The rules do not define exactly what constitutes a “convention” or whether two co-chairs meeting without public notice or input from the rest of the ward committee might fit that definition.
Two people does make a convention, according to Reveiz (pictured).
“JeQueena and I met. That’s the language of the rules,” said Reveiz. “It’s not a citywide meeting of the Democratic Town Committee. It’s just the ward co-chairs.”
Asked why the rest of the ward committee wasn’t included, Reveiz said, “I don’t think we really had time to reach out to them.”
Asked how the rest of the ward committee was involved in the endorsement process, Foreman said, “I’m not too sure about that.”
“I think we did our best, based on we had three hours,” Reveiz said. He and Foreman had learned only on Wednesday that the deadline for ward alder endorsement was that same day, he said. The miscommunication between the state and the city clerk’s office delayed the notification of the deadline.
“We just wanted to make sure that we had a strong candidate.”
Reveiz said that in an ideal world, with more time for advance notice, he would have liked to convene the whole committee to choose whom to endorse. “It’s pretty clear that the more people who are involved in the process the better,” he said. “It’s just better for the neighborhood.”
“In some wards, they will take the entire vote to the entire ward committee but legally the only two people who can pick an aldermanic candidate are the two co-chairs,” said Vice-Chair Mauro. “If you had enough time you probably would have a full ward committee meeting.”
Asked about Article III Sect. 4, which requires that a convention be held, Mauro said special elections follow a different process: The ward co-chairs pick the candidate to endorse. “This is generally how it’s always been done.”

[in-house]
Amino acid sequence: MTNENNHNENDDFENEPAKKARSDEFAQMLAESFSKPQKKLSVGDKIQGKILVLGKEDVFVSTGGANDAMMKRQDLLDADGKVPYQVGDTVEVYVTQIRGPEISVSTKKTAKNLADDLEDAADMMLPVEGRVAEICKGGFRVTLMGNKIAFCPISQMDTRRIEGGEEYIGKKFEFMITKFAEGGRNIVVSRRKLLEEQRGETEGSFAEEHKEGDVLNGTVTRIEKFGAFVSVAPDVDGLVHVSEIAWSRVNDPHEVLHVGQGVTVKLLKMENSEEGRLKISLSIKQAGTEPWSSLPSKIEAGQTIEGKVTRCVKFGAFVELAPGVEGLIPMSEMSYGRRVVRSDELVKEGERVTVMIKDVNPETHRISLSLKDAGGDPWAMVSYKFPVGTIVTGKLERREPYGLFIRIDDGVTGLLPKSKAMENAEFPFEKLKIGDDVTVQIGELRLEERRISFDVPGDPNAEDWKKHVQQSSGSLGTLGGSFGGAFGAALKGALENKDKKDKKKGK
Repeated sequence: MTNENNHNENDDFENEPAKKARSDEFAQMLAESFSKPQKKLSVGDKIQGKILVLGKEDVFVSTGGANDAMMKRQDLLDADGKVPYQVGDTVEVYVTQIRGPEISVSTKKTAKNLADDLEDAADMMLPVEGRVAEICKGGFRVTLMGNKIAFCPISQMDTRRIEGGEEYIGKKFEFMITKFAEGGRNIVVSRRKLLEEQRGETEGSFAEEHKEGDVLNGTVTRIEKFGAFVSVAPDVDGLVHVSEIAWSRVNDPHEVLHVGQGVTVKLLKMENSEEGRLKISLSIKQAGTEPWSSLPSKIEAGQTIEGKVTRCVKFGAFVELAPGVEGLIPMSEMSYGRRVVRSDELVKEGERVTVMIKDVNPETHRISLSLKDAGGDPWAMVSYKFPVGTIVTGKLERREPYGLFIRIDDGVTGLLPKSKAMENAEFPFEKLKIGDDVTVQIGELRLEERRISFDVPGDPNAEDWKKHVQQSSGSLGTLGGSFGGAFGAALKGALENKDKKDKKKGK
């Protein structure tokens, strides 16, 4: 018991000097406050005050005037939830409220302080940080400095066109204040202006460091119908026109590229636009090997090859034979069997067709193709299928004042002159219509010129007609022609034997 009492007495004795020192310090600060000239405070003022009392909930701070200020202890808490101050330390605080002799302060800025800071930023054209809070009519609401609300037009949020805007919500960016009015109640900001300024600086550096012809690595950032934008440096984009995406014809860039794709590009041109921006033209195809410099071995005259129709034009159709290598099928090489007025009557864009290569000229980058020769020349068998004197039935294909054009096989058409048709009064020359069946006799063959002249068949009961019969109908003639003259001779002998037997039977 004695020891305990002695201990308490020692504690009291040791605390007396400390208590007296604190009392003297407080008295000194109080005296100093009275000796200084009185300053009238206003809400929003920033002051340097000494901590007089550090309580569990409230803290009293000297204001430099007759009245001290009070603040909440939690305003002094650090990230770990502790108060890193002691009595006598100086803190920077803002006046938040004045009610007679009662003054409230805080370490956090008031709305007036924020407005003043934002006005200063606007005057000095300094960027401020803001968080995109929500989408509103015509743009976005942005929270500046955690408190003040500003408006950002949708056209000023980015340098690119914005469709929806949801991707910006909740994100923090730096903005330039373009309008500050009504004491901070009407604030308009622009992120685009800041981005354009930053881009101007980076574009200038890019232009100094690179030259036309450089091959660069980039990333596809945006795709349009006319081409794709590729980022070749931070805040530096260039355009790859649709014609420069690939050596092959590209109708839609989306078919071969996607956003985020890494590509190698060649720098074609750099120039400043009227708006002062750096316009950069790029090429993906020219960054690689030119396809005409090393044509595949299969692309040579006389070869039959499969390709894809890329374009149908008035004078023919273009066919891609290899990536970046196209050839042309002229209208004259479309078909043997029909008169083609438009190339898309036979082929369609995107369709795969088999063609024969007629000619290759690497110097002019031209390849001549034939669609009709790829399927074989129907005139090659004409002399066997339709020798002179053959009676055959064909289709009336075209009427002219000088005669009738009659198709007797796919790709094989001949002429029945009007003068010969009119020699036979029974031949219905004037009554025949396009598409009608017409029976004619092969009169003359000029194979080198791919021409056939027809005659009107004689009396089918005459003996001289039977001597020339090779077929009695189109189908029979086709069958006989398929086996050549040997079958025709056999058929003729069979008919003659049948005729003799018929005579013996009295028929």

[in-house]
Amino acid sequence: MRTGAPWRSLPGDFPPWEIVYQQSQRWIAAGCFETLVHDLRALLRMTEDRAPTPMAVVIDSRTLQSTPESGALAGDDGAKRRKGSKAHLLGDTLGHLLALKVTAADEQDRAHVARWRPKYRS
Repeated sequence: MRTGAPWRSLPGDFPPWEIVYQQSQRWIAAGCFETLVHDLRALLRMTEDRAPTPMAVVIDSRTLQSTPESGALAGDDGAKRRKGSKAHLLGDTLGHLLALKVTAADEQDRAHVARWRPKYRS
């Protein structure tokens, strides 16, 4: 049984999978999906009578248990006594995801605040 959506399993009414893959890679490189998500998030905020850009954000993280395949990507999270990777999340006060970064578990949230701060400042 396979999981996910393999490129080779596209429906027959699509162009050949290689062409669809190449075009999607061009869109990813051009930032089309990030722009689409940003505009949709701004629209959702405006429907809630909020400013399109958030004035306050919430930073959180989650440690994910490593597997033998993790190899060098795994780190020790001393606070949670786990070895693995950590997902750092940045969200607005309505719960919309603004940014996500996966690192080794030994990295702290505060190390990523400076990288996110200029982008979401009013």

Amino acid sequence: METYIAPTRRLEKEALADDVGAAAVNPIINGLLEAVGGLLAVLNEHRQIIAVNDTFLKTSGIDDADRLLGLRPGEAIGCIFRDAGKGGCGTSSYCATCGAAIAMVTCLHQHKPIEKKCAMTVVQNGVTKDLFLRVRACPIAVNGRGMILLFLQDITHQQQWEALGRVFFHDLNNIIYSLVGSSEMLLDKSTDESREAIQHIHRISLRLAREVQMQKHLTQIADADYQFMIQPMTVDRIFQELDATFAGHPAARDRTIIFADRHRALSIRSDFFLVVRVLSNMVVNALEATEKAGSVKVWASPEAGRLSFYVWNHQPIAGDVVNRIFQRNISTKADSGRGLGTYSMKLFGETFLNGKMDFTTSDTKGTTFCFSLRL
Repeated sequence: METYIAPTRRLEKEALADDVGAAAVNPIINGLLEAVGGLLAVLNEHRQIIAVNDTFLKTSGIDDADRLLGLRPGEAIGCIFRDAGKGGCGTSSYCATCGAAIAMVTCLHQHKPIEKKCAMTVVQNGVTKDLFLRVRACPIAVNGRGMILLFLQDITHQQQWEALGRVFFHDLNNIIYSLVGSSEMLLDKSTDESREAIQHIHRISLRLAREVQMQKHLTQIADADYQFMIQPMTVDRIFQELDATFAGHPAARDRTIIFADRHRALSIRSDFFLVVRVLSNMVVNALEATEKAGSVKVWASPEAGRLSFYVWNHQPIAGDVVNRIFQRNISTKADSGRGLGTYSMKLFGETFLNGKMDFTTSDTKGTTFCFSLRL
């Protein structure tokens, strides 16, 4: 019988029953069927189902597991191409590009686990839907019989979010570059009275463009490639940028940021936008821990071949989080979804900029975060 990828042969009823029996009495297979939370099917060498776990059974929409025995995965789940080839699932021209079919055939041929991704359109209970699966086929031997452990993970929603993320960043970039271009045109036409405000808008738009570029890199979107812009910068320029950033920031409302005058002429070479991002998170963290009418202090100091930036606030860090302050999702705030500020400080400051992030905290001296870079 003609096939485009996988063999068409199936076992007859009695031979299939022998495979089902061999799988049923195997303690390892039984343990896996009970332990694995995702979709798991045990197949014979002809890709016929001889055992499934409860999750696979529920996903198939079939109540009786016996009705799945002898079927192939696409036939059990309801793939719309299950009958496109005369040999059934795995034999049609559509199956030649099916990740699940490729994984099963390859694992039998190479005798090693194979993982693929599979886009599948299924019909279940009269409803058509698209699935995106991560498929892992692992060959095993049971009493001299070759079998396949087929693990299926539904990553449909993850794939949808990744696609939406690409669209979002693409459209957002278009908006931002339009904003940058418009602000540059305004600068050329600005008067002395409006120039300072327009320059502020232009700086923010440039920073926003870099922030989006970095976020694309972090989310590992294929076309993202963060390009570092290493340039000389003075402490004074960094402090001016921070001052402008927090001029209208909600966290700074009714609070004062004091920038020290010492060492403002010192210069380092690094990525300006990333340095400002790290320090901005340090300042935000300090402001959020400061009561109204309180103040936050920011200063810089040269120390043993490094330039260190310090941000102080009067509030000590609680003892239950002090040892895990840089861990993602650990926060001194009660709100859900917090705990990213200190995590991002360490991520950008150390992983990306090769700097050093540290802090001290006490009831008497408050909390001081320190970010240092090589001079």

The fact that the city clerk’s office accepted the endorsement form is a validation that the process was done correctly, Mauro said.
Reveiz said he hasn’t heard complaints from other ward committee members about how he and Foreman handled the endorsement process.
The endorsement was accompanied by an undated letter recommending Foreman for Ward 3 alder, with her and Reveiz’s signature at the bottom. Foreman said she didn’t write the letter.
“In our capacity as Ward 3 co-chairs for the Democratic Town Committee, we are excited to recommend JeQueena Foreman for the position of Alderwoman of New Haven’s Third Ward,” the letter states.
Foreman (pictured), who’s 41 and grew up in West Haven, said she has lived in Ward 3 for 14 years and is a full-time foster parent.
“I take in sick children here into my home,” she said. “In 17 years, I’ve cared for 42 children.”
She said she approached James about becoming Ward 3 alder when she heard James would be pursuing newly elected Mayor Toni Harp’s vacant Senate seat. (James later decided not to run, but left the Board of Alders anyway, to become the city’s deputy community services chief.)
Foreman said she met with James, Mills, West River Alder Tyisha Walker, and Rev. Scott Marks on Tuesday Jan. 7, to discuss her candidacy. They asked Foreman why she wanted to be an alder, Foreman said.
“I’m looking to make a big impact,” Foreman said. She said she wants to help people get jobs, do more with youth groups, and have more black business owners in the ward. She said she would push for more policing, and for landlords to take care of their properties.
“She’s really great. She’s been super active,” Reveiz said of Foreman. “Lots of people know here and like her. I’ve always been really impressed by her spirit and energy in terms of engaging new voters. She’s done a lot of great work with young women of color in particular.”